Finally, I went to Macquarie University, Sydney, to do a Masters in Creative Writing. I wrote a lot during this period, which in more ways than one, helped in shaping me as a writer. This short story collection was my thesis. I would describe the book as a collection of stories that explores life, death, love, ache, greed, hope, destiny, alienation, fallacies, and the nature of rural and urban life, and the changes that come to us all.

•   Is it fiction or partly based on your experiences?

Inspiration for most of the stories in the novel, just happened to come from the most unlikeliest sources. For example, there is a piece, Anytime Now, about an old couple. The story gives the readers a little glimpse into their life.

I happened to go for a stroll in Eastwood (where I was staying at the time), when from across the street I see an old man slumped on the ground. He was struggling to get to his feet. His wife was backing her car. She was about to hit him and I could see him panic a little bit. I bolted down the road and helped the man. The inspiration for Ganga, which deals with poverty came from a song I was listening to.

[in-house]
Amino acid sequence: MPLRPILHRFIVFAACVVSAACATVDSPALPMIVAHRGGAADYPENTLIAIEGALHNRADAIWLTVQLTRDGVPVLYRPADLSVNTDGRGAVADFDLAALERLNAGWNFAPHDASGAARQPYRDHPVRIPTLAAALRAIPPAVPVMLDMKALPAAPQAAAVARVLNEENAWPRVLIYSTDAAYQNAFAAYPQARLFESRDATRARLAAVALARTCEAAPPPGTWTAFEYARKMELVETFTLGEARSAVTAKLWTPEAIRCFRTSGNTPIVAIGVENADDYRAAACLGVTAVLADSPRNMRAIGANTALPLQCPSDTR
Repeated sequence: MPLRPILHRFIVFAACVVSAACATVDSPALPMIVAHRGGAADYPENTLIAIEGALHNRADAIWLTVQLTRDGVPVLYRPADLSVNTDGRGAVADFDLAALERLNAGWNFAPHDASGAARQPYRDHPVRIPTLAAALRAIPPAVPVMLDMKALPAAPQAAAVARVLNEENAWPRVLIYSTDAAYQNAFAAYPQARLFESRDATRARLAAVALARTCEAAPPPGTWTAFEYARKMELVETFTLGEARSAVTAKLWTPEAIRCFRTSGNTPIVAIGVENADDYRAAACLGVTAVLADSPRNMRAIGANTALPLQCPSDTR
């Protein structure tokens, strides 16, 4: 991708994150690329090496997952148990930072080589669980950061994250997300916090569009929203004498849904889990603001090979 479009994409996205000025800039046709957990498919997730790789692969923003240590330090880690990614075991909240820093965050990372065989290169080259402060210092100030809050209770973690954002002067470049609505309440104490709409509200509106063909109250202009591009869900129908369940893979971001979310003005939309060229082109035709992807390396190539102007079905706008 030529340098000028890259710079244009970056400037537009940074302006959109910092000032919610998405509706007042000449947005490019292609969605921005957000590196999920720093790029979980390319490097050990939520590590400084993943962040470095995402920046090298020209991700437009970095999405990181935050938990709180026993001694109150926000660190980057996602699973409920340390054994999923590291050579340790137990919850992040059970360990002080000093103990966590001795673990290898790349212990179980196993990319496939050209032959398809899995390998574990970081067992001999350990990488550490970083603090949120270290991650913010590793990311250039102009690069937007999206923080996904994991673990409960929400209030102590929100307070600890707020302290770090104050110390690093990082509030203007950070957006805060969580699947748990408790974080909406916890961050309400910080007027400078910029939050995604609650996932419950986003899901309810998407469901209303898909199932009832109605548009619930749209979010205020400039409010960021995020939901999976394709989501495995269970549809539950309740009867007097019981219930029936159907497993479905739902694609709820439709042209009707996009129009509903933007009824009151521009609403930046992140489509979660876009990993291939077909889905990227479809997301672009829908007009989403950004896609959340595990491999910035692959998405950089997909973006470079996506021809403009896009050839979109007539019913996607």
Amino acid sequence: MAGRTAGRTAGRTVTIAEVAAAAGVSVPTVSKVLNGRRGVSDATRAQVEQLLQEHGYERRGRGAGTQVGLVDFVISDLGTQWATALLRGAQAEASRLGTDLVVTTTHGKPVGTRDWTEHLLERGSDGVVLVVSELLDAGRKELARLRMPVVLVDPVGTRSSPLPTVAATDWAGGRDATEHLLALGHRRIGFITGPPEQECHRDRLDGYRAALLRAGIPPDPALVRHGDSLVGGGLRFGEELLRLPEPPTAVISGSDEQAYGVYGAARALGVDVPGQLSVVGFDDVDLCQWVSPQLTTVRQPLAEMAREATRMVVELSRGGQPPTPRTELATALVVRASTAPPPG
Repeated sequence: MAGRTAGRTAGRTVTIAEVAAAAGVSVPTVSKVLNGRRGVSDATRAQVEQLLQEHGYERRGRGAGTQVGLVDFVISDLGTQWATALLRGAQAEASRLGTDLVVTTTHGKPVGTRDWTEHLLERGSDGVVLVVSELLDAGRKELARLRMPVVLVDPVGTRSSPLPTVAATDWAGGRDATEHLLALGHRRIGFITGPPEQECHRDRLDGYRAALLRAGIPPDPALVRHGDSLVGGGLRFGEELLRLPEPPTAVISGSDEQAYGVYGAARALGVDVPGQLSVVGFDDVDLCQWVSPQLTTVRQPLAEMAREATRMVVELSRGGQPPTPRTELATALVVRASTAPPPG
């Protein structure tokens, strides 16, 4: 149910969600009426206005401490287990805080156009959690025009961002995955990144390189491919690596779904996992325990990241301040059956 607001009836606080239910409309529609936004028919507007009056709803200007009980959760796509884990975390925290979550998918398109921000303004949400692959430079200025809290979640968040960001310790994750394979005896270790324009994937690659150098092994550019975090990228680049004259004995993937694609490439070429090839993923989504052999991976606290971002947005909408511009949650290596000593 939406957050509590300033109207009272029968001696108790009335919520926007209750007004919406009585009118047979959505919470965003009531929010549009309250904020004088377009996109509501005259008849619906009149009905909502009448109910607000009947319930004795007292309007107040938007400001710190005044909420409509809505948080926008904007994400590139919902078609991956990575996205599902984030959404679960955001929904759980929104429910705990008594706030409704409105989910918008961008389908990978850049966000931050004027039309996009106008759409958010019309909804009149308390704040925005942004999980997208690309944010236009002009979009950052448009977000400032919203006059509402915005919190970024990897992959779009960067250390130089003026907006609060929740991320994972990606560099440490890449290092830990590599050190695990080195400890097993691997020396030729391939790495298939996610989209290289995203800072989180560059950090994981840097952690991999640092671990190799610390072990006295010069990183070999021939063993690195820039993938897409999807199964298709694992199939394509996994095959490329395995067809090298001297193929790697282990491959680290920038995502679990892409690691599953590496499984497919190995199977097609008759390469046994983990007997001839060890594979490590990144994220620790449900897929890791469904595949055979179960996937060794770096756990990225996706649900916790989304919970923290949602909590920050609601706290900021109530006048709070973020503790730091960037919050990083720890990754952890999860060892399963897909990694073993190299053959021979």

That line just struck a chord with me. Similarly, I was quite disturbed with reports of  farmers committing suicides. Giver of Feasts is about zamindari system. Then, at the time the media was rife with reports on attacks on Indian students Down Under. Brownies sprung out of that. So not much of a personal experience, but rather a moving encounter or a strong image or something I heard on a train or a bus that has been the origin for most of the stories in this book.

•   Any particular story which you have connected the most with.